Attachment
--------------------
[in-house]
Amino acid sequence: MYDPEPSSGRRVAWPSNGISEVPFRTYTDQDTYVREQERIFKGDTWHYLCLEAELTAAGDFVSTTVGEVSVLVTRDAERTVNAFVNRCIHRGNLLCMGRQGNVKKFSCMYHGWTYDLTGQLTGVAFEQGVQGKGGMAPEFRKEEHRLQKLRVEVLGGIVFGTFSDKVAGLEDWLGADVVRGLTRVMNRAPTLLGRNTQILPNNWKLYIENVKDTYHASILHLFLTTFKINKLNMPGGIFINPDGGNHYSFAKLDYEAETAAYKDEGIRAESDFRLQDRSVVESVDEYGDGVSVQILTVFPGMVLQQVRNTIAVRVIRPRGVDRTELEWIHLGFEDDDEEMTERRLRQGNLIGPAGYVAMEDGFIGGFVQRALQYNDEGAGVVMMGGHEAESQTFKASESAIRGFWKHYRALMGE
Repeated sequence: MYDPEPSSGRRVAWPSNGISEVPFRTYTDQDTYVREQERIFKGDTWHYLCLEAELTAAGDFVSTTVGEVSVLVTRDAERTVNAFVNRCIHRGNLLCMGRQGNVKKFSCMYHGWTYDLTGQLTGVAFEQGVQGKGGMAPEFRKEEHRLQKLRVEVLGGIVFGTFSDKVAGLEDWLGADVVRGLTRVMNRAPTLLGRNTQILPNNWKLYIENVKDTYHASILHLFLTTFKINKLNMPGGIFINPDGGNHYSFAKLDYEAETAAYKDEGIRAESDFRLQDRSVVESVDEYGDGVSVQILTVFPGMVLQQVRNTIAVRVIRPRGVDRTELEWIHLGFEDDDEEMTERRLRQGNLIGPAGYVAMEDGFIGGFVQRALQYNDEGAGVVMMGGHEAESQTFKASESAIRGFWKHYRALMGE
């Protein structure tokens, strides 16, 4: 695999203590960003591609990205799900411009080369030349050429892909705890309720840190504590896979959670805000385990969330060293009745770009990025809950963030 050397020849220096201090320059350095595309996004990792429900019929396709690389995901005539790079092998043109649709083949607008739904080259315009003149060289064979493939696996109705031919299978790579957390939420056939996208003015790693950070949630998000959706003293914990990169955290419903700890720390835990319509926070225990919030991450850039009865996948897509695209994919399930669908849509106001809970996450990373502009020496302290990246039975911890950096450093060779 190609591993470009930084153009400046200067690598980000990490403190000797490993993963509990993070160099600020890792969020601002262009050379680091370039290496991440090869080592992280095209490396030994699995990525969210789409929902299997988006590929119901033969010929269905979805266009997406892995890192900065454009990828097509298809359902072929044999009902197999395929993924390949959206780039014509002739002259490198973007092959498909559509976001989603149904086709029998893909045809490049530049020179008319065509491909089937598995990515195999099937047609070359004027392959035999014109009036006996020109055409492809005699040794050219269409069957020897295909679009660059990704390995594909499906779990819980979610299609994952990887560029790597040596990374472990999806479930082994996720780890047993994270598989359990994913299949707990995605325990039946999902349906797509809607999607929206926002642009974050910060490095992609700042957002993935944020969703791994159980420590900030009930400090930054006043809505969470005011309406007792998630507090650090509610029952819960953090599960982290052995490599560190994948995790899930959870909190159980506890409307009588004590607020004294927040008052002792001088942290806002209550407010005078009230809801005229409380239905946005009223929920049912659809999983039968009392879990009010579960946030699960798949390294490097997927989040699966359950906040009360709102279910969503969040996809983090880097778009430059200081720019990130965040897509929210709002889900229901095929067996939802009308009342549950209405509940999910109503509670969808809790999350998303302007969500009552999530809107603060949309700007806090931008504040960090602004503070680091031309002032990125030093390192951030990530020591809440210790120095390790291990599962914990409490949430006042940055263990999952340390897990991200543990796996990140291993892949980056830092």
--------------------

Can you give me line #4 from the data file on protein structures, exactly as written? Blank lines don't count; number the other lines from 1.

């Protein structure tokens, strides 16, 4: 695999203590960003591609990205799900411009080369030349050429892909705890309720840190504590896979959670805000385990969330060293009745770009990025809950963030 050397020849220096201090320059350095595309996004990792429900019929396709690389995901005539790079092998043109649709083949607008739904080259315009003149060289064979493939696996109705031919299978790579957390939420056939996208003015790693950070949630998000959706003293914990990169955290419903700890720390835990319509926070225990919030991450850039009865996948897509695209994919399930669908849509106001809970996450990373502009020496302290990246039975911890950096450093060779 190609591993470009930084153009400046200067690598980000990490403190000797490993993963509990993070160099600020890792969020601002262009050379680091370039290496991440090869080592992280095209490396030994699995990525969210789409929902299997988006590929119901033969010929269905979805266009997406892995890192900065454009990828097509298809359902072929044999009902197999395929993924390949959206780039014509002739002259490198973007092959498909559509976001989603149904086709029998893909045809490049530049020179008319065509491909089937598995990515195999099937047609070359004027392959035999014109009036006996020109055409492809005699040794050219269409069957020897295909679009660059990704390995594909499906779990819980979610299609994952990887560029790597040596990374472990999806479930082994996720780890047993994270598989359990994913299949707990995605325990039946999902349906797509809607999607929206926002642009974050910060490095992609700042957002993935944020969703791994159980420590900030009930400090930054006043809505969470005011309406007792998630507090650090509610029952819960953090599960982290052995490599560190994948995790899930959870909190159980506890409307009588004590607020004294927040008052002792001088942290806002209550407010005078009230809801005229409380239905946005009223929920049912659809999983039968009392879990009010579960946030699960798949390294490097997927989040699966359950906040009360709102279910969503969040996809983090880097778009430059200081720019990130965040897509929210709002889900229901095929067996939802009308009342549950209405509940999910109503509670969808809790999350998303302007969500009552999530809107603060949309700007806090931008504040960090602004503070680091031309002032990125030093390192951030990530020591809440210790120095390790291990599962914990409490949430006042940055263990999952340390897990991200543990796996990140291993892949980056830092």